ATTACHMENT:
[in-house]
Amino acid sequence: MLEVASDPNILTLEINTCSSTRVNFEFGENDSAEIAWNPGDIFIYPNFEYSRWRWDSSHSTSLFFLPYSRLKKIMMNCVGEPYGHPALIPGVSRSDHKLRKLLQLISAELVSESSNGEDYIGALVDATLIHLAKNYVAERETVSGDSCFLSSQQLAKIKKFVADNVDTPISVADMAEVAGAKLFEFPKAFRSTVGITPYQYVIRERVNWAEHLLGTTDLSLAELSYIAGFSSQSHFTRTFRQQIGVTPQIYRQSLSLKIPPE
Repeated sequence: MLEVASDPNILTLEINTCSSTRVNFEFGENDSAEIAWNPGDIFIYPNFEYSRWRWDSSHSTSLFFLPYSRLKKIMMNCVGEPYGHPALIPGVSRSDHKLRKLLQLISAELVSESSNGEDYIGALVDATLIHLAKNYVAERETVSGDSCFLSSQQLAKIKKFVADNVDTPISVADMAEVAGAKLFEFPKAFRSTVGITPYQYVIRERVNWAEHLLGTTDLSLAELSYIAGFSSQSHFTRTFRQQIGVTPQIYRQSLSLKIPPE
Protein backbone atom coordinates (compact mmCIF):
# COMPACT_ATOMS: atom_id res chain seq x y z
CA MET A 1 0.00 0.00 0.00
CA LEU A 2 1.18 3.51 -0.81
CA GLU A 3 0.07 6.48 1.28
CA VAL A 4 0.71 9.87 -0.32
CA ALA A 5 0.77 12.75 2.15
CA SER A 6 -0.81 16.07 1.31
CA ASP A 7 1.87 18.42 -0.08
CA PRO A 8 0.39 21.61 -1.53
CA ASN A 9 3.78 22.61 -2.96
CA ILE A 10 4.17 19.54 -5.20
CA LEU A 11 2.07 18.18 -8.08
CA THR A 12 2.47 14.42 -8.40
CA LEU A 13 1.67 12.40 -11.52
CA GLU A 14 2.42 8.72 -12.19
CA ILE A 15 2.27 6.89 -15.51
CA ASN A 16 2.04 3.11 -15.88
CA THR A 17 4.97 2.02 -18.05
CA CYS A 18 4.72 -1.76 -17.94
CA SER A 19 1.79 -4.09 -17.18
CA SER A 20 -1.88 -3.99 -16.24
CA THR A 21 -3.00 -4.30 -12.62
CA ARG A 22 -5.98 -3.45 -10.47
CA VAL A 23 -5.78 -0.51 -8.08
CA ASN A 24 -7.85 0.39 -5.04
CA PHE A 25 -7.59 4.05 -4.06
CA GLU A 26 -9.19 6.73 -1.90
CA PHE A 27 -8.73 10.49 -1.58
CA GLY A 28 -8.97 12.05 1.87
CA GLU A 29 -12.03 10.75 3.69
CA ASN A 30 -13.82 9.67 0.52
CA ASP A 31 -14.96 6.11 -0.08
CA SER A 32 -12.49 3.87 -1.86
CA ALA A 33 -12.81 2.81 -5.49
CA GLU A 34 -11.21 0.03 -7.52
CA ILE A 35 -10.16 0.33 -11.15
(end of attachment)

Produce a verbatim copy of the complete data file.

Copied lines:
[in-house]
Amino acid sequence: MLEVASDPNILTLEINTCSSTRVNFEFGENDSAEIAWNPGDIFIYPNFEYSRWRWDSSHSTSLFFLPYSRLKKIMMNCVGEPYGHPALIPGVSRSDHKLRKLLQLISAELVSESSNGEDYIGALVDATLIHLAKNYVAERETVSGDSCFLSSQQLAKIKKFVADNVDTPISVADMAEVAGAKLFEFPKAFRSTVGITPYQYVIRERVNWAEHLLGTTDLSLAELSYIAGFSSQSHFTRTFRQQIGVTPQIYRQSLSLKIPPE
Repeated sequence: MLEVASDPNILTLEINTCSSTRVNFEFGENDSAEIAWNPGDIFIYPNFEYSRWRWDSSHSTSLFFLPYSRLKKIMMNCVGEPYGHPALIPGVSRSDHKLRKLLQLISAELVSESSNGEDYIGALVDATLIHLAKNYVAERETVSGDSCFLSSQQLAKIKKFVADNVDTPISVADMAEVAGAKLFEFPKAFRSTVGITPYQYVIRERVNWAEHLLGTTDLSLAELSYIAGFSSQSHFTRTFRQQIGVTPQIYRQSLSLKIPPE
Protein backbone atom coordinates (compact mmCIF):
# COMPACT_ATOMS: atom_id res chain seq x y z
CA MET A 1 0.00 0.00 0.00
CA LEU A 2 1.18 3.51 -0.81
CA GLU A 3 0.07 6.48 1.28
CA VAL A 4 0.71 9.87 -0.32
CA ALA A 5 0.77 12.75 2.15
CA SER A 6 -0.81 16.07 1.31
CA ASP A 7 1.87 18.42 -0.08
CA PRO A 8 0.39 21.61 -1.53
CA ASN A 9 3.78 22.61 -2.96
CA ILE A 10 4.17 19.54 -5.20
CA LEU A 11 2.07 18.18 -8.08
CA THR A 12 2.47 14.42 -8.40
CA LEU A 13 1.67 12.40 -11.52
CA GLU A 14 2.42 8.72 -12.19
CA ILE A 15 2.27 6.89 -15.51
CA ASN A 16 2.04 3.11 -15.88
CA THR A 17 4.97 2.02 -18.05
CA CYS A 18 4.72 -1.76 -17.94
CA SER A 19 1.79 -4.09 -17.18
CA SER A 20 -1.88 -3.99 -16.24
CA THR A 21 -3.00 -4.30 -12.62
CA ARG A 22 -5.98 -3.45 -10.47
CA VAL A 23 -5.78 -0.51 -8.08
CA ASN A 24 -7.85 0.39 -5.04
CA PHE A 25 -7.59 4.05 -4.06
CA GLU A 26 -9.19 6.73 -1.90
CA PHE A 27 -8.73 10.49 -1.58
CA GLY A 28 -8.97 12.05 1.87
CA GLU A 29 -12.03 10.75 3.69
CA ASN A 30 -13.82 9.67 0.52
CA ASP A 31 -14.96 6.11 -0.08
CA SER A 32 -12.49 3.87 -1.86
CA ALA A 33 -12.81 2.81 -5.49
CA GLU A 34 -11.21 0.03 -7.52
CA ILE A 35 -10.16 0.33 -11.15